Friendship and internalizing symptoms among children and adolescents with ASD

J Autism Dev Disord. 2010 Dec;40(12):1512-20. doi: 10.1007/s10803-010-1014-y.


Anxiety and depression are common among children and adolescents with autism spectrum disorders (ASD), highlighting a need to identify factors that protect against these symptoms. Among typically developing children, friendships are protective, and lead to better emotional outcomes. The current study examined a large, well-characterized sample of children and adolescents with ASD to examine the relations among friendship, ASD symptom severity, and anxiety/depression. Rates of anxiety/depression were high in this sample. Greater ASD severity was associated with fewer symptoms of anxiety/depression, lower IQ, and poorer number and/or quality of reciprocal friendships. Surprisingly, children with no or very poor dyadic relationships experienced less anxiety than those with existing, but limited, friendships. Implications and directions for future research are discussed.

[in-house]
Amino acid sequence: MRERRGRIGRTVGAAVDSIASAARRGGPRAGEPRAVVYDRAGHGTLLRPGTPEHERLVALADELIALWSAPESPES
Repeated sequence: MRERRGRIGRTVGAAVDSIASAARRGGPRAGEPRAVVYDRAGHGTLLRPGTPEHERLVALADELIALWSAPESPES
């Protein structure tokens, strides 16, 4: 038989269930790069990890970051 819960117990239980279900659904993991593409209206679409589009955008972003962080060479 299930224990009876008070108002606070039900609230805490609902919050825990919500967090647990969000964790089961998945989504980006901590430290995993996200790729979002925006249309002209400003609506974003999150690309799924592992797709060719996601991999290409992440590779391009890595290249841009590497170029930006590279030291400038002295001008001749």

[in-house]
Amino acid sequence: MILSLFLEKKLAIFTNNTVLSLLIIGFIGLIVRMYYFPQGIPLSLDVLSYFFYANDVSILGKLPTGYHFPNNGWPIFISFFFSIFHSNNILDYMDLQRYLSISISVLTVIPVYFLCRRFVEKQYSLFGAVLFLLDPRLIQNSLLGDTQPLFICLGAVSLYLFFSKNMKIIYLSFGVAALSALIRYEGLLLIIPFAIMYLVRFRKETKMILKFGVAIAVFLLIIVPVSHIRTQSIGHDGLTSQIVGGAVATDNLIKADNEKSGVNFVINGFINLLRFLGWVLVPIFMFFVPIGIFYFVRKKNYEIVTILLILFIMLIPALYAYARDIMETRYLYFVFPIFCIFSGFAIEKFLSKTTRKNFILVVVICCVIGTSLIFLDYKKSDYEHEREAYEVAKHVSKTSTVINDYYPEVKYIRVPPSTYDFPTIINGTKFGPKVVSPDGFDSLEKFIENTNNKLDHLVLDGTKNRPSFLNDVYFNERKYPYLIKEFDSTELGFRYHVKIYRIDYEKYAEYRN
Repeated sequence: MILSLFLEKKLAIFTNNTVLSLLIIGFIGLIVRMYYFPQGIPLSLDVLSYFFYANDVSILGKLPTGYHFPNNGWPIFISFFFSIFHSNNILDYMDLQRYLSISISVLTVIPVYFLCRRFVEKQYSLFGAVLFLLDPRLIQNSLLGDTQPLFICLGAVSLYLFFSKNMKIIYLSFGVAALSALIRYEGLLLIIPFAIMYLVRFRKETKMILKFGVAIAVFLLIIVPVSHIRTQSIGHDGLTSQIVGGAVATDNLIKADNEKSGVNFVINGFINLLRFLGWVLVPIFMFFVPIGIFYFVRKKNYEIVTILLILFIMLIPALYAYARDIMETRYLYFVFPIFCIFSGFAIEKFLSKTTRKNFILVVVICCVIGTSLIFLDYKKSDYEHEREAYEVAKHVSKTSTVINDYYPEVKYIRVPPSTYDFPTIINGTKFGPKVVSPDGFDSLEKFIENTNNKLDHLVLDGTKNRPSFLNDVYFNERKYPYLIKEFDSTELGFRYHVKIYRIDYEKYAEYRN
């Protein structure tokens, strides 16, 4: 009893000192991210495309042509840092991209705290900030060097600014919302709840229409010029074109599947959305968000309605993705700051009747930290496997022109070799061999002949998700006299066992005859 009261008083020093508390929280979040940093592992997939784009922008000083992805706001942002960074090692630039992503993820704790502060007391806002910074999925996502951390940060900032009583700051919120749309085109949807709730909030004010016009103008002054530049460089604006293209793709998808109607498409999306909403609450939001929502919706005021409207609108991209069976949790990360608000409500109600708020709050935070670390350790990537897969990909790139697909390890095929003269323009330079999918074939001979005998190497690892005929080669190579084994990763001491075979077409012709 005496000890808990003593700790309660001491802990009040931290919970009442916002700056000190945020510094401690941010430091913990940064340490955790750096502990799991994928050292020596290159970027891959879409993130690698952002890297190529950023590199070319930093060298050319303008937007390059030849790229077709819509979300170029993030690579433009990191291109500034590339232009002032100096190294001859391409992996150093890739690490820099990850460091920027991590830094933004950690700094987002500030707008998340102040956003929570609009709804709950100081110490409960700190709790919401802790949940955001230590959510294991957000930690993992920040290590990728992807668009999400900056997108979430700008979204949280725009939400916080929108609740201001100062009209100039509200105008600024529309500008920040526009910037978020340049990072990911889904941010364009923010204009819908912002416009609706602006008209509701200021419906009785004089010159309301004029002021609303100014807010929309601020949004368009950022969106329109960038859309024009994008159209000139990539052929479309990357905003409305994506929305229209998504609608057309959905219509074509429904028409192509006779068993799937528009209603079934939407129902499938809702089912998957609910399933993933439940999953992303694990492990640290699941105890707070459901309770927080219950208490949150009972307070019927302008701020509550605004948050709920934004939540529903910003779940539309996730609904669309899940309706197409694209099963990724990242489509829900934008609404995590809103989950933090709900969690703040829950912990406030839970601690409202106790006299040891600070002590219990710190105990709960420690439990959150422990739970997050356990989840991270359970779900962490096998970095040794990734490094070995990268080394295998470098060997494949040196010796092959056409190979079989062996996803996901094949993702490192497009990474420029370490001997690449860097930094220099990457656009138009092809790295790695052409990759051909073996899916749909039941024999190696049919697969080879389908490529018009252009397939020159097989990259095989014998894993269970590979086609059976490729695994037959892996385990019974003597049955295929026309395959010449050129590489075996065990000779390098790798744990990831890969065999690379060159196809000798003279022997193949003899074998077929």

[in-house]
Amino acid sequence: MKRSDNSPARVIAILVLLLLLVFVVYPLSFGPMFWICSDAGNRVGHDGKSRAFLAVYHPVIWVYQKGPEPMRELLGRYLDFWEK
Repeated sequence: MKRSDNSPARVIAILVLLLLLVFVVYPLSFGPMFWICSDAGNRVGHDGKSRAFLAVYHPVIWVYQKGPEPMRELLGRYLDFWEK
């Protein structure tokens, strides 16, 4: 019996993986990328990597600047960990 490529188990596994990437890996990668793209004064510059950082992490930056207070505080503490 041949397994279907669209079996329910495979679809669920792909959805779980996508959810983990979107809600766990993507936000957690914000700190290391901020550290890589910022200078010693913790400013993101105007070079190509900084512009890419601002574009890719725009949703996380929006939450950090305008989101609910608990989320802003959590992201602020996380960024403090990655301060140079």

Publication types

  • Research Support, Non-U.S. Gov't

MeSH terms

  • Adolescent
  • Anxiety / complications
  • Anxiety / psychology*
  • Child
  • Child Development Disorders, Pervasive / complications
  • Child Development Disorders, Pervasive / psychology*
  • Child, Preschool
  • Depression / complications
  • Depression / psychology*
  • Female
  • Friends / psychology*
  • Humans
  • Interpersonal Relations
  • Male
  • Peer Group
  • Psychiatric Status Rating Scales